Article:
The tablet components are manufactured in a responsible way. When the buyer goes online to order one, they choose which color they want. This color choice correlates to which charity is donated.

When the tablet arrives, it is packaged in environmentally friendly materials. Several of the components are seperated, but their is an engaging book to show how to assemble. By assembling it oneself, costs reductions are made in manufacturing, but there is also a bonding experience with the buyer. They become more familiar with their technology and a little less afraid of it.

The tablet is meant to live in several niches. It is portable, but also has a station at home. The tablet works as entertainment and tool. It has capabilities of monitoring the home’s energy use as well.

When parts wear out or are in need of an upgrade, an informed company employee is there to walk you through the steps of replacement. Many parts may be recycled, and some even composted. If the tablet is no longer wanted, it can be sent back to the manufacturer to completely recycled.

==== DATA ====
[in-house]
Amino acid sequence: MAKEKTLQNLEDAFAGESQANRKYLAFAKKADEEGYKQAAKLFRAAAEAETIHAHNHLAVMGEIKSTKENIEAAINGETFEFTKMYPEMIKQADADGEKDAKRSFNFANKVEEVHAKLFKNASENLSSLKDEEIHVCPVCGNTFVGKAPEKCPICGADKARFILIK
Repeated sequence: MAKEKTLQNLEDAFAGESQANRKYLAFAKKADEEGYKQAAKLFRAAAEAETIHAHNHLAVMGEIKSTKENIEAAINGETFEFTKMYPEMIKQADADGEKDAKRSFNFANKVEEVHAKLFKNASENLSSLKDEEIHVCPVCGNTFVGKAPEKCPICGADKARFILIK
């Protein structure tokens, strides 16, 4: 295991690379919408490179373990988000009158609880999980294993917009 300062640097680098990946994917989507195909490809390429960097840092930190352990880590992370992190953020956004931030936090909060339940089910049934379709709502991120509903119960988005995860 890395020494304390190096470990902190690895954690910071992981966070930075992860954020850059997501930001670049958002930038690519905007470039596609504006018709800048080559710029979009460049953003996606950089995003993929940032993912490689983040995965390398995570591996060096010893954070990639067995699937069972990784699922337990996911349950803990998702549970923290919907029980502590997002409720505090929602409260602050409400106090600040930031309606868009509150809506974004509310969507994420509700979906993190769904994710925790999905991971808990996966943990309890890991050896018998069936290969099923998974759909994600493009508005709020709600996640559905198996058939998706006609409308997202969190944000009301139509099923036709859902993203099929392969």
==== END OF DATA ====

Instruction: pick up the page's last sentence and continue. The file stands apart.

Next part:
Based on HP’s innovations and efforts in sustainability, we felt the would be an ideal partnership for Freescale. Here we show what a buyer might see when they go to their web site to purchase this tablet. The color corresponds to which type of charitable contribution will be made. There are also other customized parts of the tablet.

Here is what the tablet might appear as when received. While all contained in a single box, the components must be assembled by the buyer. A detailed book is presented foremost to guide the user along the way. The book would also contain more information about his tablet, and its environmentally friendly background.